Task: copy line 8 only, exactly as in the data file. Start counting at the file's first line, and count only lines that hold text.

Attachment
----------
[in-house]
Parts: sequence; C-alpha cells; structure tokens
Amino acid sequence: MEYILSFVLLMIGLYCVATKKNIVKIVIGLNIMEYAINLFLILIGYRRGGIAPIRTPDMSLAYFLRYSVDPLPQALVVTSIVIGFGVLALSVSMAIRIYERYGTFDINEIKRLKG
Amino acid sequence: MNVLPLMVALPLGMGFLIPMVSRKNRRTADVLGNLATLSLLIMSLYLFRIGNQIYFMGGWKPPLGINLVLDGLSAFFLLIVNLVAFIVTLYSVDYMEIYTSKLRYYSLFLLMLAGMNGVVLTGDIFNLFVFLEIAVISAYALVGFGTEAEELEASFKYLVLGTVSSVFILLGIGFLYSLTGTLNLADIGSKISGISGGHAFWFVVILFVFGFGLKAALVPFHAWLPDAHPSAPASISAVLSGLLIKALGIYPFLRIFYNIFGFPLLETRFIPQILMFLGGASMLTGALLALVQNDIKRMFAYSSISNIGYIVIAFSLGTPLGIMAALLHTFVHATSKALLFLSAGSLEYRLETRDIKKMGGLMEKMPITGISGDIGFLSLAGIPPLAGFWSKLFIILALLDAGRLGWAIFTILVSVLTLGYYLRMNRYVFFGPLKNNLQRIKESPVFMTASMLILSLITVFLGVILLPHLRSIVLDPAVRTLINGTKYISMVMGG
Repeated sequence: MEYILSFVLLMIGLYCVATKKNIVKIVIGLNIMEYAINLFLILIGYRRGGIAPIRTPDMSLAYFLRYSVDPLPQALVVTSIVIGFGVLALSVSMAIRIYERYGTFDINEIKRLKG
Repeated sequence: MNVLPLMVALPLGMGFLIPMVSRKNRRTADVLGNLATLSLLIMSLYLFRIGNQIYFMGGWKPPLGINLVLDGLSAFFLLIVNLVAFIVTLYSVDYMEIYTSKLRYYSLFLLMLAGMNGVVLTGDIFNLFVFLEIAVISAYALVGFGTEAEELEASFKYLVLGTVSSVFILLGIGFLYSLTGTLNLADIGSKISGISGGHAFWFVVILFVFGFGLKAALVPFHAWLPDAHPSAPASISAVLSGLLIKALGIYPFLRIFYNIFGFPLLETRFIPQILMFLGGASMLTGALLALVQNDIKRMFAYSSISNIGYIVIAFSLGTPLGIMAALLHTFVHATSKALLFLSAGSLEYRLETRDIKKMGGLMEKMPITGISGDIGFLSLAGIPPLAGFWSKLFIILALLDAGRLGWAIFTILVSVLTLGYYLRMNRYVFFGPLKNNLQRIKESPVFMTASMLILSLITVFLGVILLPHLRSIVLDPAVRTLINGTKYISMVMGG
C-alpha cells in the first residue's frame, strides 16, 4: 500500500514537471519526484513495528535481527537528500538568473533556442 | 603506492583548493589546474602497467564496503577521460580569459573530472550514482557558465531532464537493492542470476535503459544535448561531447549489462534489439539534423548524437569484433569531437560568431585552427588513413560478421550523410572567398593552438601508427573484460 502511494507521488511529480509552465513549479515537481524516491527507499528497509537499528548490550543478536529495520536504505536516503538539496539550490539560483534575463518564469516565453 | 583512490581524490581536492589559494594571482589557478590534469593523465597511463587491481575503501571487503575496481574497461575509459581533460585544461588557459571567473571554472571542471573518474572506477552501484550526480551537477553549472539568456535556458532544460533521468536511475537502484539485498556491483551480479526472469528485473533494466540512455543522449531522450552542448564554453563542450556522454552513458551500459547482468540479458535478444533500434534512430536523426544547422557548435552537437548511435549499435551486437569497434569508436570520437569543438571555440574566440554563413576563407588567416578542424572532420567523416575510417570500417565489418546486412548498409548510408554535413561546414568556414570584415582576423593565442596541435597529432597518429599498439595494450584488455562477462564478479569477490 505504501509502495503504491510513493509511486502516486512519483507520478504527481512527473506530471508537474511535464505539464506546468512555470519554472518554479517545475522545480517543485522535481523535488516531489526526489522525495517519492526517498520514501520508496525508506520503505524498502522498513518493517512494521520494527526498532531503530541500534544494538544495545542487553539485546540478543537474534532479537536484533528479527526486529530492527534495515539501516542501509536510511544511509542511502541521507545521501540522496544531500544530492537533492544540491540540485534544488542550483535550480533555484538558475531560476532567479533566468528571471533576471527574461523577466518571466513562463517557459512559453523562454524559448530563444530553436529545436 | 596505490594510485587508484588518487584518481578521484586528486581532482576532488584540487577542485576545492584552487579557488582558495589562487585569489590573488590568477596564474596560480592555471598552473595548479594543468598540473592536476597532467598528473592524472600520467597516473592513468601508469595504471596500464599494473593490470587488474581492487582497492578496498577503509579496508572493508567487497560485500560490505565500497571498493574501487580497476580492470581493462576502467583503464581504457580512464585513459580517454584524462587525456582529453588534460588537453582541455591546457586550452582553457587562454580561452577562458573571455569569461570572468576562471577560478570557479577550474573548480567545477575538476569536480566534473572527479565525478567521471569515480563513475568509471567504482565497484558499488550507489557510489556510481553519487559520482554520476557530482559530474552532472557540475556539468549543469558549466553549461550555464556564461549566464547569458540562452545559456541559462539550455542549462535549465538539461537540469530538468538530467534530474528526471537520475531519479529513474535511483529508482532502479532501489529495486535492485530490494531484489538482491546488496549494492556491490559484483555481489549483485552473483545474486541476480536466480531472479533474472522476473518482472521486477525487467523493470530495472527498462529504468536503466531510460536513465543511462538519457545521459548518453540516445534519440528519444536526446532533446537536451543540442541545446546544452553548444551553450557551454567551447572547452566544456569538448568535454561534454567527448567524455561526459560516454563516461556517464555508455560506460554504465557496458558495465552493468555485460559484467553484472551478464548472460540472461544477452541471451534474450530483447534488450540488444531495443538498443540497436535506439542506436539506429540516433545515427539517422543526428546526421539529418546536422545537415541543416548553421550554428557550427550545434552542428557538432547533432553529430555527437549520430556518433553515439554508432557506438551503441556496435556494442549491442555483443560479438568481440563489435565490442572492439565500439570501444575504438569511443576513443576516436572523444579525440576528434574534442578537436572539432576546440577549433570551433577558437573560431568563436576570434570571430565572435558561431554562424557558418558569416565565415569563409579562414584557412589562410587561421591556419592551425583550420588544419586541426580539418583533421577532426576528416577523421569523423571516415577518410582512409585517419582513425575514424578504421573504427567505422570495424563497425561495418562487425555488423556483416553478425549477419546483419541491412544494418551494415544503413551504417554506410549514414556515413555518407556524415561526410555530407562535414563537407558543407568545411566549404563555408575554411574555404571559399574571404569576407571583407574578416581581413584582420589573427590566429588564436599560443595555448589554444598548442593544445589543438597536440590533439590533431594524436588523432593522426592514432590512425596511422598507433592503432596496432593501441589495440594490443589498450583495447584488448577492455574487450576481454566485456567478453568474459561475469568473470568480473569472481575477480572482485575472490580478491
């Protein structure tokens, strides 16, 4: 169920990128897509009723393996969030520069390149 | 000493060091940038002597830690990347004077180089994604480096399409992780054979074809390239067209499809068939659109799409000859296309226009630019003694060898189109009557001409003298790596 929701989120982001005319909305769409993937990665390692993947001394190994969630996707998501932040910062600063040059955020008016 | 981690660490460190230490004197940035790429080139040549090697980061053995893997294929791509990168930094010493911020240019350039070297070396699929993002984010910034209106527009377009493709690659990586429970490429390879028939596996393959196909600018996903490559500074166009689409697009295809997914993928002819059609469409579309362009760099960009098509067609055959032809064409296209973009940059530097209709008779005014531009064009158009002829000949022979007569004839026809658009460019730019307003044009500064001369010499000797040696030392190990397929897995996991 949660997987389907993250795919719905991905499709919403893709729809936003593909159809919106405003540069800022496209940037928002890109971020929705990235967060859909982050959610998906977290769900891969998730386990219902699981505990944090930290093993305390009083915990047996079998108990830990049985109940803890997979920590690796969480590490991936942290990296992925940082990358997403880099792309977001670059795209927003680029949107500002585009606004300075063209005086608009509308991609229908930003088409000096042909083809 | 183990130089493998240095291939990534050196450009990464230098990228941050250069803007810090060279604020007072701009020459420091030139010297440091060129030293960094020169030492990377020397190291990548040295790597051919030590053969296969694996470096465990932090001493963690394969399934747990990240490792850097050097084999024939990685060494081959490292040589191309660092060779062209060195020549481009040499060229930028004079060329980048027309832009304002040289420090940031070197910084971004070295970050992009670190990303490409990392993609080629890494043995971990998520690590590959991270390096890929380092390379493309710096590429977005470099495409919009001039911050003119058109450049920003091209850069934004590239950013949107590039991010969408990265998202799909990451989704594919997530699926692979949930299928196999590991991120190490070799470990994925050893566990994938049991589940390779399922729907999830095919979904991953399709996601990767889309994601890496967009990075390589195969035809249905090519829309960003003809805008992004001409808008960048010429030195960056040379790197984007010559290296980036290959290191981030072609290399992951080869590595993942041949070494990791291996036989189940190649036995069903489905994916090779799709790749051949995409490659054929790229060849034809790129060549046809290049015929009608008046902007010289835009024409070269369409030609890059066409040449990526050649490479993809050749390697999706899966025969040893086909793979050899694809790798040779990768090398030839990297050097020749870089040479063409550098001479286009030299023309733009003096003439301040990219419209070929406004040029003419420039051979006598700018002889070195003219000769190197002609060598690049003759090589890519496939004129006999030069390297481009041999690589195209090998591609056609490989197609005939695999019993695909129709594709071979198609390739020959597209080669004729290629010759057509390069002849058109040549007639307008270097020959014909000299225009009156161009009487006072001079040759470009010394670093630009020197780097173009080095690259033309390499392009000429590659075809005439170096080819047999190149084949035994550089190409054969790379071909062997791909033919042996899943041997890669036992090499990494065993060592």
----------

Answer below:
């Protein structure tokens, strides 16, 4: 169920990128897509009723393996969030520069390149 | 000493060091940038002597830690990347004077180089994604480096399409992780054979074809390239067209499809068939659109799409000859296309226009630019003694060898189109009557001409003298790596 929701989120982001005319909305769409993937990665390692993947001394190994969630996707998501932040910062600063040059955020008016 | 981690660490460190230490004197940035790429080139040549090697980061053995893997294929791509990168930094010493911020240019350039070297070396699929993002984010910034209106527009377009493709690659990586429970490429390879028939596996393959196909600018996903490559500074166009689409697009295809997914993928002819059609469409579309362009760099960009098509067609055959032809064409296209973009940059530097209709008779005014531009064009158009002829000949022979007569004839026809658009460019730019307003044009500064001369010499000797040696030392190990397929897995996991 949660997987389907993250795919719905991905499709919403893709729809936003593909159809919106405003540069800022496209940037928002890109971020929705990235967060859909982050959610998906977290769900891969998730386990219902699981505990944090930290093993305390009083915990047996079998108990830990049985109940803890997979920590690796969480590490991936942290990296992925940082990358997403880099792309977001670059795209927003680029949107500002585009606004300075063209005086608009509308991609229908930003088409000096042909083809 | 183990130089493998240095291939990534050196450009990464230098990228941050250069803007810090060279604020007072701009020459420091030139010297440091060129030293960094020169030492990377020397190291990548040295790597051919030590053969296969694996470096465990932090001493963690394969399934747990990240490792850097050097084999024939990685060494081959490292040589191309660092060779062209060195020549481009040499060229930028004079060329980048027309832009304002040289420090940031070197910084971004070295970050992009670190990303490409990392993609080629890494043995971990998520690590590959991270390096890929380092390379493309710096590429977005470099495409919009001039911050003119058109450049920003091209850069934004590239950013949107590039991010969408990265998202799909990451989704594919997530699926692979949930299928196999590991991120190490070799470990994925050893566990994938049991589940390779399922729907999830095919979904991953399709996601990767889309994601890496967009990075390589195969035809249905090519829309960003003809805008992004001409808008960048010429030195960056040379790197984007010559290296980036290959290191981030072609290399992951080869590595993942041949070494990791291996036989189940190649036995069903489905994916090779799709790749051949995409490659054929790229060849034809790129060549046809290049015929009608008046902007010289835009024409070269369409030609890059066409040449990526050649490479993809050749390697999706899966025969040893086909793979050899694809790798040779990768090398030839990297050097020749870089040479063409550098001479286009030299023309733009003096003439301040990219419209070929406004040029003419420039051979006598700018002889070195003219000769190197002609060598690049003759090589890519496939004129006999030069390297481009041999690589195209090998591609056609490989197609005939695999019993695909129709594709071979198609390739020959597209080669004729290629010759057509390069002849058109040549007639307008270097020959014909000299225009009156161009009487006072001079040759470009010394670093630009020197780097173009080095690259033309390499392009000429590659075809005439170096080819047999190149084949035994550089190409054969790379071909062997791909033919042996899943041997890669036992090499990494065993060592």